2.1.11 Social Work Visits to Children Subject to a Child Protection Plan

RELATED CHAPTERS

Social Worker Rights and Responsibilities

West Midlands Safeguarding Children Procedures, Implementation of the Child Protection Plan - Lead Social Worker and Core Group Responsibilities Procedure

For social work visits to Looked after Children see Social Worker Visits to Looked After Children.

For social work visits to children subject to a Child in Need Plan see Social Work Visits and Reviews in Respect of Children Subject to a Child in Need Plan.

AMENDMENT

In September 2017, Section 2, Undertaking Home Visits details were added on unannounced visits which should take place at various times of the day as this affords the opportunity to observe all aspects of the child’s routine and enables the social worker to observe interactions between all members of the family in prepared and unprepared conditions. The names of all those present should be recorded.


Contents

  1. Introduction
  2. Undertaking Home Visits
  3. Home Visits where the Child or Children are not Seen
  4. Visits to Children Subject to a Plan not in the Family Home
  5. Recording Home Visits


1. Introduction

The following procedures lay out the minimum standards expected in ensuring that children who are subject to a child protection plan are visited and their child protection plan actively delivered and reviewed.

The minimum requirement in Walsall is that children who are subject to a child protection plan will be visited in their family home at least every two weeks unless the Child Protection Plan requires more frequent monitoring.

During these visits the child should be seen and spoken to alone. The child’s living arrangements, including their bedroom, should be seen.

Social workers should also ensure that children subject to a child protection plan are seen away from the family home (see Section 4, Visits to Children Subject to a Plan not in the Family Home).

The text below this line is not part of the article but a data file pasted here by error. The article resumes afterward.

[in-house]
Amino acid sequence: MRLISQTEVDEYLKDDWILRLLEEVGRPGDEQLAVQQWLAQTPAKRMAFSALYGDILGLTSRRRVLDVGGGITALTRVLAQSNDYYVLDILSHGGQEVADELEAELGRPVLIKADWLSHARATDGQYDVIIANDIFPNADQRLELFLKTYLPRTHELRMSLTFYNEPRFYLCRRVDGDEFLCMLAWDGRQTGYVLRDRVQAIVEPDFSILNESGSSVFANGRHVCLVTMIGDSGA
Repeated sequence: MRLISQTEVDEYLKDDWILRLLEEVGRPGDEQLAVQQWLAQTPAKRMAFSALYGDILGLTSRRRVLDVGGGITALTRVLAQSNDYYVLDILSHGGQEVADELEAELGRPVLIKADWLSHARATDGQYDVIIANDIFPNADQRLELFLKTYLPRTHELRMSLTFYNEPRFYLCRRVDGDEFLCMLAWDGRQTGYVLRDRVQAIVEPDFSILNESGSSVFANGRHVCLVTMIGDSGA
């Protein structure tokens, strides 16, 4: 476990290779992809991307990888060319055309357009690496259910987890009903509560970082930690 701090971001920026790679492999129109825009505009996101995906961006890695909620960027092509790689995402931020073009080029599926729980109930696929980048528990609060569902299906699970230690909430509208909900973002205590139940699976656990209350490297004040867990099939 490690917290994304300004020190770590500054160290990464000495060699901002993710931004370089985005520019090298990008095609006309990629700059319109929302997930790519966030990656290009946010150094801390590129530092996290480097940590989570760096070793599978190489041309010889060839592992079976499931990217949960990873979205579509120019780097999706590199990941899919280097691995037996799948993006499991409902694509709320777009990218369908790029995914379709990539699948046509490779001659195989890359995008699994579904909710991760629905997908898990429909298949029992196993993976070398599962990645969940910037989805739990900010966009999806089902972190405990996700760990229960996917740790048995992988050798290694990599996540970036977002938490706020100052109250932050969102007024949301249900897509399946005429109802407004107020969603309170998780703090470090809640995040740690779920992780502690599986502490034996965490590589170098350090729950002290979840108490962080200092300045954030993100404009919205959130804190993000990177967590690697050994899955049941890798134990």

Managers are responsible for ensuring that all children subject to a child protection plan are seen at the frequency specified in the child’s plan as part of the continued assessment of risk and monitoring of the child’s well being.


2. Undertaking Home Visits

Social workers should always be clear with families about the purpose of their visit. Some visits should be unannounced and take place at various times of the day as this affords the opportunity to observe all aspects of the child’s routine and enables the social worker to observe interactions between all members of the family in prepared and unprepared conditions. The names of all those present should be recorded.

Social Workers must ensure that the child’s bedroom is seen at least once between each child protection conference. Where the concerns leading to registration are about neglect then the child’s bedroom should be seen on each visit as should the kitchen and food preparation area, the bathroom and toilet.

Children should be seen and spoken to alone. Parental agreement is required for this and social workers should explain to the parents why this is an important part of the child protection plan. When English is not the child’s first language active consideration must be given to using a non family interpreter to ensure that the child’s voice is heard.


3. Home Visits where the Child or Children are not Seen

If a home visit is undertaken and the child or children are not seen the social worker must discuss this with their Team Manager within 24 hours and a timeframe agreed for a further visit within 5 working days.

A home visit where the child is not seen should not be recorded on Mosaic as a statutory child protection visit as it does not meet the criteria for a statutory visit (see Guidance to Statutory Visits). The Manager should place a Management Decision Record on the child’s file recording the new timeframe for a visit and recording the risk analysis that has influenced the decision about the new timescale.